Hello. I'm trying to make a simple language in Python. I have many functions, that handle arguments, and execute the commands. Although, the old way I was actually CALLING these functions was to have a dictionary of all the keywords to functions, and then get() it. Is these an easier way to do this?

Post example code, so we get better picture of your meaning.

Alright. I have lots of functions, like so; (BTW VarParser is a little module I made)

import VarParser

def echocmd(cmd, variables):
    if cmd.__len__() < 2:
        print "Too little arguments! echo <string>"
    else:
        xprint = ""
        for i in cmd:
            if i != "echo":
                xprint = xprint + str(VarParser.Parse(i, variables))

        print xprint
        variables['_'] = xprint

def varcmd(cmd, variables):
    if cmd.__len__() < 3:
        print "Too little arguments! str <var> <string>"
    else:
        try:
            varlay = ""
            for i in cmd:
                if cmd.index(i) > 1:
                    try:
                        varlay = varlay + str(VarParser.Parse(i, variables))
                    except:
                        print "Error!"
            variables[cmd[1]] = varlay
        except:
            print "Incorrect syntax! str <var> <string>"

def intcmd(cmd, variables):
    try:
        variables[cmd[1][1:]] = int(variables[cmd[1][1:]])
    except:
        print "Incorrect syntax, or variable does not exist!"

def mathcmd(cmd, variables):
    try:
        if(cmd[2] == "+"):
            xmath = (float(VarParser.Parse(cmd[1], variables))) + (float(VarParser.Parse(cmd[3], variables)))
            print xmath
            variables['_'] = xmath
        elif(cmd[2] == "-"):
            xmath = (float(VarParser.Parse(cmd[1], variables))) - (float(VarParser.Parse(cmd[3], variables)))
            print xmath
            variables['_'] = xmath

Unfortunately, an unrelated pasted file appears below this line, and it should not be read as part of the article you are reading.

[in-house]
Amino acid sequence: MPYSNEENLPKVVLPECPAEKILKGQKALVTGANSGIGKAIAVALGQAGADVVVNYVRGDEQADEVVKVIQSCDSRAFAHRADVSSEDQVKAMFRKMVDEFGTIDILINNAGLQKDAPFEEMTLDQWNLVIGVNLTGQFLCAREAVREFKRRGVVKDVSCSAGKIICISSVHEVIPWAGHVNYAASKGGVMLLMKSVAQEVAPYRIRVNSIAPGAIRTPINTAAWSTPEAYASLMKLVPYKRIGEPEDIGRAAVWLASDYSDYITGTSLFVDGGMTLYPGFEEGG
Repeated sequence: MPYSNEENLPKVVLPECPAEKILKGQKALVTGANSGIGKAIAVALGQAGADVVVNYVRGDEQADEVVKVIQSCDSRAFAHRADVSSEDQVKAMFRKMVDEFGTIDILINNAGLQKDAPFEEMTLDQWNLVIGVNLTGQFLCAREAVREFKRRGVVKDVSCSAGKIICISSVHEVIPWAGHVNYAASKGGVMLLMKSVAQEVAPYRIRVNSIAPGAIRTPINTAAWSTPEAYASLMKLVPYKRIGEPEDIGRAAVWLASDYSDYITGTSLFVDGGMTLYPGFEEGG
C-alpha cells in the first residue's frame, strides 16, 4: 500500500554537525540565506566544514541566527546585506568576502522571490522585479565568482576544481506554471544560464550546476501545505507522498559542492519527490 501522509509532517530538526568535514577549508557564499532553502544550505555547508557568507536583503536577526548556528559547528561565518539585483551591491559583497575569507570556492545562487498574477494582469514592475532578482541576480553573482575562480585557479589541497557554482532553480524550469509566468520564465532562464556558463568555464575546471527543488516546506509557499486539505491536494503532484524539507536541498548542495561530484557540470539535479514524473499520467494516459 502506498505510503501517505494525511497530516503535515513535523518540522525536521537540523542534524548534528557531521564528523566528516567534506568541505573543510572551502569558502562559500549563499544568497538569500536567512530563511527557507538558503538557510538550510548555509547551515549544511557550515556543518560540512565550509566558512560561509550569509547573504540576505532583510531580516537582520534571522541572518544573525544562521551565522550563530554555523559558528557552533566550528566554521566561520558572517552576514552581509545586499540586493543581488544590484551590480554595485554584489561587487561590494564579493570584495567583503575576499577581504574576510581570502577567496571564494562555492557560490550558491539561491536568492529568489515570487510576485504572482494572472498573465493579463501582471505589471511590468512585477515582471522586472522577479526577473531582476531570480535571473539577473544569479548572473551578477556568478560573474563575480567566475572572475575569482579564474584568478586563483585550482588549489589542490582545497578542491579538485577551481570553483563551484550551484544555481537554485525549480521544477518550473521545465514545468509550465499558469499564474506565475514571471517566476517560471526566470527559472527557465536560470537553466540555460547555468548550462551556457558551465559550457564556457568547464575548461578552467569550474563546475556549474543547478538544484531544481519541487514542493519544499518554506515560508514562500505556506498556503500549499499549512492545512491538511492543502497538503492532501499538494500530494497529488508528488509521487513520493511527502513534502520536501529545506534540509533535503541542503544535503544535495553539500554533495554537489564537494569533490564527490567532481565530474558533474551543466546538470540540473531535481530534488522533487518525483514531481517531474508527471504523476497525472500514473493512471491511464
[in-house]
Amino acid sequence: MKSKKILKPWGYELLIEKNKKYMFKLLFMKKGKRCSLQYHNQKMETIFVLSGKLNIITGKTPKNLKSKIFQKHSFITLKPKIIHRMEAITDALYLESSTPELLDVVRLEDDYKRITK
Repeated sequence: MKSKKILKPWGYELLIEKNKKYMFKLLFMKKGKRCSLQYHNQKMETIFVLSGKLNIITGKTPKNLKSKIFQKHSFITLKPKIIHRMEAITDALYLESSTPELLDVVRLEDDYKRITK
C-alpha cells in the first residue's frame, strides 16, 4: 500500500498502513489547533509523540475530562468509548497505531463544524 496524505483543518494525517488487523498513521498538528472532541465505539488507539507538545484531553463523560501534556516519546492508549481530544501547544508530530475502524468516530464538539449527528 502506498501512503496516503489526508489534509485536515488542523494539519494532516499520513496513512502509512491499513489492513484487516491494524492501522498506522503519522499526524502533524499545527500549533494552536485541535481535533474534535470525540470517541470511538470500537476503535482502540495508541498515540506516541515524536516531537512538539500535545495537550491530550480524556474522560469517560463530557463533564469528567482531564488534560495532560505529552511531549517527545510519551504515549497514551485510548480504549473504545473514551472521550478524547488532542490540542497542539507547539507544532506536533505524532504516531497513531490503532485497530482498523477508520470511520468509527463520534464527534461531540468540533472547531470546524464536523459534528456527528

elif(cmd[2] == "*"):
            xmath = (float(VarParser.Parse(cmd[1], variables))) * (float(VarParser.Parse(cmd[3], variables)))
            print xmath
            variables['_'] = xmath
        elif(cmd[2] == "/"):
            xmath = (float(VarParser.Parse(cmd[1], variables))) / (float(VarParser.Parse(cmd[3], variables)))
            print xmath
            variables['_'] = xmath
    except:
        print "Incorrect synatx, or variable(s) do not exist!"      
def exit(cmd, variables):
    prompt = raw_input("Are you sure you want to exit? (y/n) ")
    if prompt == "y":
        variables['exitmode'] = 1
        quit()

def invalidcmd(cmd, variables):
    print "Unknown command! Typed \"help\" for help!"

I'm having trouble calling those functions.

Previously, I was using this to call functions

funcdict = { 'echo' : Functions.echocmd,
             'var'  : Functions.varcmd,
             'exit' : Functions.exit,
             'int'  : Functions.intcmd,
             'math' : Functions.mathcmd,
             'help' : helpcmd}

funcdict.get(TypedCmd[0], Functions.invalidcmd)(TypedCmd, variables)

but that is annoying, how I have to list everything I have.

I would like to make that easier on me.

cmd.len() < 2:

I would say this at lest

if len(cmd) < 2:

I would have all functions separate as except for called function, the lines 39-54 are same.

Did you see my MathExpression class code snippet? That is another possible approach. Also you might like to read this article:

http://effbot.org/zone/simple-top-down-parsing.htm

One way is to register command handler functions with a decorator:

FUNCDICT = dict()

def cmd_handler(func):
    assert func.__name__.endswith('cmd')
    FUNCDICT[func.__name__[:-3]] = func
    return func

@cmd_handler
def echocmd(...):
    ...

@cmd_handler
def catcmd(...):
    ...

# etc

Functions are automatically added to FUNCDICT as you write them.

Did you read about the standard module cmd ? See also this code snippet which is very easy to use.